The Metropolitan King County Council imposed an emergency, four-month moratorium on legal marijuana businesses in unincorporated areas. It gave no public notice in advance of the action but must hold a hearing within 60 days.

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Without a public notice, hearing or debate, the Metropolitan King County Council imposed a four-month moratorium on legal pot businesses in unincorporated areas.

In an 8-1 vote Monday, council members said the moratorium on growers and processors was spurred by a community meeting earlier this month in Ravensdale at which roughly 100 people registered opposition to pot businesses.

The council decided to extend the moratorium to retailers as well after hearing that shops were clustering in parts of Skyway and White Center.

Councilmember Reagan Dunn, who represents rural areas, sponsored the emergency proposal. He said the lack of public input was necessary. Had the council not moved in stealthy fashion, Dunn said, pot entrepreneurs would have flooded the county with applications in advance of a moratorium.

The emergency moratorium took effect Monday, after the council’s vote. It prohibits King County from accepting or issuing any permits for pot businesses. The county must hold a public hearing within 60 days to allow feedback.

Councilmember Jeanne Kohl-Welles said she voted against the moratorium because of the lack of public input. “I’m not comfortable with what’s happening,” Kohl-Welles said.

In the 2012 state election, 63.5 percent of King County voters supported Initiative 502 legalizing marijuana. All but 5 percent of the precincts throughout King County supported I-502. The weakest support came in Maple Valley, Enumclaw, Black Diamond, Federal Way and Hunts Point. But even in those cities, a majority voted in favor of the initiative.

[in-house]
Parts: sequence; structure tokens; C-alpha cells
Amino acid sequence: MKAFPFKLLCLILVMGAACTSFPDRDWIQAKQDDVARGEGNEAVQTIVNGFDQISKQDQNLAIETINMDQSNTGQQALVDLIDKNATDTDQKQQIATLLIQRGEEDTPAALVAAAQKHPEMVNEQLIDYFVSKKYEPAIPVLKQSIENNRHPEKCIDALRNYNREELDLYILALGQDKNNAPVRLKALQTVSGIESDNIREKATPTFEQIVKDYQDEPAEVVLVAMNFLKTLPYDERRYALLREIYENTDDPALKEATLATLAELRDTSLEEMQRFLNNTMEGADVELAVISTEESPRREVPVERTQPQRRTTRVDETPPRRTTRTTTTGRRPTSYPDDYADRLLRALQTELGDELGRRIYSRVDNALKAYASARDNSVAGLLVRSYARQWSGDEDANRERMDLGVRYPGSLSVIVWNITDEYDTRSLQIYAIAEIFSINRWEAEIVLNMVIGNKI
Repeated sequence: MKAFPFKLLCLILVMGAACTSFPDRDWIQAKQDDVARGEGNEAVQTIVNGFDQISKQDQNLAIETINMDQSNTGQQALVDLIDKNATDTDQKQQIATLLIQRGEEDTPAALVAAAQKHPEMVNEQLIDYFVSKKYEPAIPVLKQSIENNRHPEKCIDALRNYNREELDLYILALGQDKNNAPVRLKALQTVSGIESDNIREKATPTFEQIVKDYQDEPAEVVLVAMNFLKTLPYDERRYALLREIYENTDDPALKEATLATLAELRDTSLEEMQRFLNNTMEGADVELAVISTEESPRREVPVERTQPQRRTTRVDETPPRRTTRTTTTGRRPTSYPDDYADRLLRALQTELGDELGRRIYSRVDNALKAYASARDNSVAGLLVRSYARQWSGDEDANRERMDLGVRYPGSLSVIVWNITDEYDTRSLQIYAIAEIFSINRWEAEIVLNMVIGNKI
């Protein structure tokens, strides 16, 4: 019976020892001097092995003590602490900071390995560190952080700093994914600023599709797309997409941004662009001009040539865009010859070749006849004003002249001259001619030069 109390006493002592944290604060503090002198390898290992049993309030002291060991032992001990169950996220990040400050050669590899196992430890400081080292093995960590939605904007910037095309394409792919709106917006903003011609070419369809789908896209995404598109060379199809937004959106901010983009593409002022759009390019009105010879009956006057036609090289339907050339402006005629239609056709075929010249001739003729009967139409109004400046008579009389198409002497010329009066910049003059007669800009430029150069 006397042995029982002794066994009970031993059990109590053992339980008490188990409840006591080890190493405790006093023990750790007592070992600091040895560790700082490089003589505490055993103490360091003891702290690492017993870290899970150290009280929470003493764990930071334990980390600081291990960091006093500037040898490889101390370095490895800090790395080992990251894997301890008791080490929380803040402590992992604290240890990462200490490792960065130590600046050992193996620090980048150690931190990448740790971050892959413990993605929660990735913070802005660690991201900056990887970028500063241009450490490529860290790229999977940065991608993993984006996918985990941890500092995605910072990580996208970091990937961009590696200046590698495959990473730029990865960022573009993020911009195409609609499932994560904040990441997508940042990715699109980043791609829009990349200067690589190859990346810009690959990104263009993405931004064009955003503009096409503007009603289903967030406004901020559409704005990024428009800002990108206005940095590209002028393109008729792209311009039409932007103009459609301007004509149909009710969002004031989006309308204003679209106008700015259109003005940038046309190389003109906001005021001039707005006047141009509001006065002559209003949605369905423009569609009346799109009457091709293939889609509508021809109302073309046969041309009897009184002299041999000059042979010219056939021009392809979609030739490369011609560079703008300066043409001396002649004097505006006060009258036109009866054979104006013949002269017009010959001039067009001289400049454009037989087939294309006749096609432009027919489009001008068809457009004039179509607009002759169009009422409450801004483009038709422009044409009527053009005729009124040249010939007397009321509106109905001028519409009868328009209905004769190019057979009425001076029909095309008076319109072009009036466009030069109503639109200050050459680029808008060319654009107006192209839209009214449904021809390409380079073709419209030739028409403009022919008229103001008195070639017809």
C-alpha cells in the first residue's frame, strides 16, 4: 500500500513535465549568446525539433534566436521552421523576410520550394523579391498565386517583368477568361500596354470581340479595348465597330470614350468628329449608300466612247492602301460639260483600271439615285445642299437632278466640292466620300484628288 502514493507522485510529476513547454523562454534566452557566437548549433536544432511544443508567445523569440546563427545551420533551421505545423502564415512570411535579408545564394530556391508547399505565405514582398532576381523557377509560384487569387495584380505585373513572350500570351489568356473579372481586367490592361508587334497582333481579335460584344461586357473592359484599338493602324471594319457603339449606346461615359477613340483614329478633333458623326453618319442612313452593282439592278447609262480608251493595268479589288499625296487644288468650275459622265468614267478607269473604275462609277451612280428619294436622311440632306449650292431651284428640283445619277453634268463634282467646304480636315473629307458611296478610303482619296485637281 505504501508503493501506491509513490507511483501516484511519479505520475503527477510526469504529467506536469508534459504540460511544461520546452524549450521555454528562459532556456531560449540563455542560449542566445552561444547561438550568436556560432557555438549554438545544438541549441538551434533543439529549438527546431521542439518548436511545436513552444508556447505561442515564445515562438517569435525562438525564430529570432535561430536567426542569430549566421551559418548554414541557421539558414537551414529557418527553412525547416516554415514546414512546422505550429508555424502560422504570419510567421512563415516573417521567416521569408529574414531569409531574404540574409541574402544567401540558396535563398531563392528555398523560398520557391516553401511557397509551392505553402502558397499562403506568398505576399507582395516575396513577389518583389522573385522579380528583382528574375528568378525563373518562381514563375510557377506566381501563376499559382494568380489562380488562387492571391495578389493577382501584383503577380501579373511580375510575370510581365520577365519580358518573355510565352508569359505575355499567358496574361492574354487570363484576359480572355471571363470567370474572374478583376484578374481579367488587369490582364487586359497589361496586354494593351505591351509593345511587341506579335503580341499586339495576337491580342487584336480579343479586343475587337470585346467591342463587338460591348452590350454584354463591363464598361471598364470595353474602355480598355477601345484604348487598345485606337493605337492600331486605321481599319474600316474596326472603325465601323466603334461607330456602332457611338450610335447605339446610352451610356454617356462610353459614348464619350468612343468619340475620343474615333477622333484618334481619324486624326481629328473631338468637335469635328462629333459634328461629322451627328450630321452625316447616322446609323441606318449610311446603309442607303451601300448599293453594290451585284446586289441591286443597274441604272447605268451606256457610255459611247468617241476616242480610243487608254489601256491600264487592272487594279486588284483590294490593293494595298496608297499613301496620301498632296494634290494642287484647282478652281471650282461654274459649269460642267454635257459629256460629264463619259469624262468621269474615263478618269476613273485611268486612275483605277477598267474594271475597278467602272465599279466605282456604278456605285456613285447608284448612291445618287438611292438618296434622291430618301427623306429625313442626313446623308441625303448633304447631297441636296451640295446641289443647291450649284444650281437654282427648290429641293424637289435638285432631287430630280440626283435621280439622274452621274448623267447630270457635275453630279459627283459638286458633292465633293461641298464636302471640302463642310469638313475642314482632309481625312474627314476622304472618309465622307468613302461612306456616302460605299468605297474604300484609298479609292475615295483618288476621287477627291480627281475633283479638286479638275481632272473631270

Councilmember Rod Dembowski called the moratorium a “blunt instrument that puts the brakes on the industry countywide and is going to cause disruptions in dozens of businesses.” Dembowksi also said he hadn’t seen adverse impacts from the legal pot industry. But he voted for the moratorium after successfully proposing that it be reduced from six months to four months.

Dunn and several other council members said they did not support a lasting ban on legal business. But Dunn likened the lack of restrictions on growers and processors in the county’s rural residential areas to the “wild West.”

It wasn’t clear from the council’s comments what the chief problem was with growers and processors.

Councilmember Kathy Lambert said residents at the Ravensdale meeting were concerned about property values. Lambert also complained about the smell of marijuana, although she referred to the smell of an illegal growing operation before I-502 passed. “Air quality is the most important issue,” she said.

Dunn cited crime as a problem but couldn’t point to any examples in King County. He said lighting and odor also were problems.

Councilmember Larry Gossett advocated for extending the moratorium to retailers. Gossett said he was concerned about shops clustering in less-affluent areas such as Skyway and White Center. Skyway resident Mark Johnston told the council that Skyway has five pot shops; eight stores have been licensed in White Center.

Johnston said he hadn’t known about the proposed moratorium and it was just “dumb luck” that he showed up to testify and apparently influenced the council.